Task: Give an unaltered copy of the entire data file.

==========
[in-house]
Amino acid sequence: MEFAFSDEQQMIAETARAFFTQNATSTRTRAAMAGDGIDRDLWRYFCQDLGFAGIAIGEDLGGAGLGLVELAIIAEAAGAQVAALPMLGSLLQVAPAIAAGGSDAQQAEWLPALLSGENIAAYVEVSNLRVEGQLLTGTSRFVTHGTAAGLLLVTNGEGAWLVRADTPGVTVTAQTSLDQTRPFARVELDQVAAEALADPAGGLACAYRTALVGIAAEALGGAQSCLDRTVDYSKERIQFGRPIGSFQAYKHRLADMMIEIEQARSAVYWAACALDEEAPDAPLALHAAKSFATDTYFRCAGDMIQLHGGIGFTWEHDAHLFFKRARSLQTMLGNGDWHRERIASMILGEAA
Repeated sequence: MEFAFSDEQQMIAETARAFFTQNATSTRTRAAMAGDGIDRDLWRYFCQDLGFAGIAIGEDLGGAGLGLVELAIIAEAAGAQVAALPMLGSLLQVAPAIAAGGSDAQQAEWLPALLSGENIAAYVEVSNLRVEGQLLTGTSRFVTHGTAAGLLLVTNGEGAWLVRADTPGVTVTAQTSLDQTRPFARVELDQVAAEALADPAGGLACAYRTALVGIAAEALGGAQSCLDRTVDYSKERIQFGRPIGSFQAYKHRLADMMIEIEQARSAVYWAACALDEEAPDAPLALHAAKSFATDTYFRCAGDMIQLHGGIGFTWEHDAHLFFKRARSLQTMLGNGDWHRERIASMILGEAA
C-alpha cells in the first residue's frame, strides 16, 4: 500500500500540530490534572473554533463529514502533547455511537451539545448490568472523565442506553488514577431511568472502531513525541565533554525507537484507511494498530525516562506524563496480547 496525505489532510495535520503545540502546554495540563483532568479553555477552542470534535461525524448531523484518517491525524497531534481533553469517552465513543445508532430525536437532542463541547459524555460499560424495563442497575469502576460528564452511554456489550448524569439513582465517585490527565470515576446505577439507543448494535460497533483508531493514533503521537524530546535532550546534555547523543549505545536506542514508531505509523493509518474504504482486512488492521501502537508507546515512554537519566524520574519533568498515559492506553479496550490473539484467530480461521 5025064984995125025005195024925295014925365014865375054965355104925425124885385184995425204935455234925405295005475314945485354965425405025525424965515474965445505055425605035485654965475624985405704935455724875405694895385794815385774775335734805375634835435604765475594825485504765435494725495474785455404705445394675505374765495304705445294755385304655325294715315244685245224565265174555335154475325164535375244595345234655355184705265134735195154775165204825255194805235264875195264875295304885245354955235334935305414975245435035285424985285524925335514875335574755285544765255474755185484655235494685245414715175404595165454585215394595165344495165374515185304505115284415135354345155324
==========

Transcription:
[in-house]
Amino acid sequence: MEFAFSDEQQMIAETARAFFTQNATSTRTRAAMAGDGIDRDLWRYFCQDLGFAGIAIGEDLGGAGLGLVELAIIAEAAGAQVAALPMLGSLLQVAPAIAAGGSDAQQAEWLPALLSGENIAAYVEVSNLRVEGQLLTGTSRFVTHGTAAGLLLVTNGEGAWLVRADTPGVTVTAQTSLDQTRPFARVELDQVAAEALADPAGGLACAYRTALVGIAAEALGGAQSCLDRTVDYSKERIQFGRPIGSFQAYKHRLADMMIEIEQARSAVYWAACALDEEAPDAPLALHAAKSFATDTYFRCAGDMIQLHGGIGFTWEHDAHLFFKRARSLQTMLGNGDWHRERIASMILGEAA
Repeated sequence: MEFAFSDEQQMIAETARAFFTQNATSTRTRAAMAGDGIDRDLWRYFCQDLGFAGIAIGEDLGGAGLGLVELAIIAEAAGAQVAALPMLGSLLQVAPAIAAGGSDAQQAEWLPALLSGENIAAYVEVSNLRVEGQLLTGTSRFVTHGTAAGLLLVTNGEGAWLVRADTPGVTVTAQTSLDQTRPFARVELDQVAAEALADPAGGLACAYRTALVGIAAEALGGAQSCLDRTVDYSKERIQFGRPIGSFQAYKHRLADMMIEIEQARSAVYWAACALDEEAPDAPLALHAAKSFATDTYFRCAGDMIQLHGGIGFTWEHDAHLFFKRARSLQTMLGNGDWHRERIASMILGEAA
C-alpha cells in the first residue's frame, strides 16, 4: 500500500500540530490534572473554533463529514502533547455511537451539545448490568472523565442506553488514577431511568472502531513525541565533554525507537484507511494498530525516562506524563496480547 496525505489532510495535520503545540502546554495540563483532568479553555477552542470534535461525524448531523484518517491525524497531534481533553469517552465513543445508532430525536437532542463541547459524555460499560424495563442497575469502576460528564452511554456489550448524569439513582465517585490527565470515576446505577439507543448494535460497533483508531493514533503521537524530546535532550546534555547523543549505545536506542514508531505509523493509518474504504482486512488492521501502537508507546515512554537519566524520574519533568498515559492506553479496550490473539484467530480461521 5025064984995125025005195024925295014925365014865375054965355104925425124885385184995425204935455234925405295005475314945485354965425405025525424965515474965445505055425605035485654965475624985405704935455724875405694895385794815385774775335734805375634835435604765475594825485504765435494725495474785455404705445394675505374765495304705445294755385304655325294715315244685245224565265174555335154475325164535375244595345234655355184705265134735195154775165204825255194805235264875195264875295304885245354955235334935305414975245435035285424985285524925335514875335574755285544765255474755185484655235494685245414715175404595165454585215394595165344495165374515185304505115284415135354345155324